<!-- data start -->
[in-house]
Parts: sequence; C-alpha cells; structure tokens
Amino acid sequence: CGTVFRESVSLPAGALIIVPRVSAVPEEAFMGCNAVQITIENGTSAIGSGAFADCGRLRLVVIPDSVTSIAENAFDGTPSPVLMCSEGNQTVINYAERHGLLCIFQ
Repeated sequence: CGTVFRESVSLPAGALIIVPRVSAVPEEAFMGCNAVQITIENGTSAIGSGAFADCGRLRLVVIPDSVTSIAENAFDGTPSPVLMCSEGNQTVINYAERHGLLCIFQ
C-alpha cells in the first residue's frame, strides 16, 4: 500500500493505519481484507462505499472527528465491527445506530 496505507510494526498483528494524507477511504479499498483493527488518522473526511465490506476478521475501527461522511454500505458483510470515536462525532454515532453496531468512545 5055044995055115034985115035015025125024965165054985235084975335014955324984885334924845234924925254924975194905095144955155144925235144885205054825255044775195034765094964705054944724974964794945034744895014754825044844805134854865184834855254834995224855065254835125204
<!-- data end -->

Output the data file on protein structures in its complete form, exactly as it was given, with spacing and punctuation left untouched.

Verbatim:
[in-house]
Parts: sequence; C-alpha cells; structure tokens
Amino acid sequence: CGTVFRESVSLPAGALIIVPRVSAVPEEAFMGCNAVQITIENGTSAIGSGAFADCGRLRLVVIPDSVTSIAENAFDGTPSPVLMCSEGNQTVINYAERHGLLCIFQ
Repeated sequence: CGTVFRESVSLPAGALIIVPRVSAVPEEAFMGCNAVQITIENGTSAIGSGAFADCGRLRLVVIPDSVTSIAENAFDGTPSPVLMCSEGNQTVINYAERHGLLCIFQ
C-alpha cells in the first residue's frame, strides 16, 4: 500500500493505519481484507462505499472527528465491527445506530 496505507510494526498483528494524507477511504479499498483493527488518522473526511465490506476478521475501527461522511454500505458483510470515536462525532454515532453496531468512545 5055044995055115034985115035015025125024965165054985235084975335014955324984885334924845234924925254924975194905095144955155144925235144885205054825255044775195034765094964705054944724974964794945034744895014754825044844805134854865184834855254834995224855065254835125204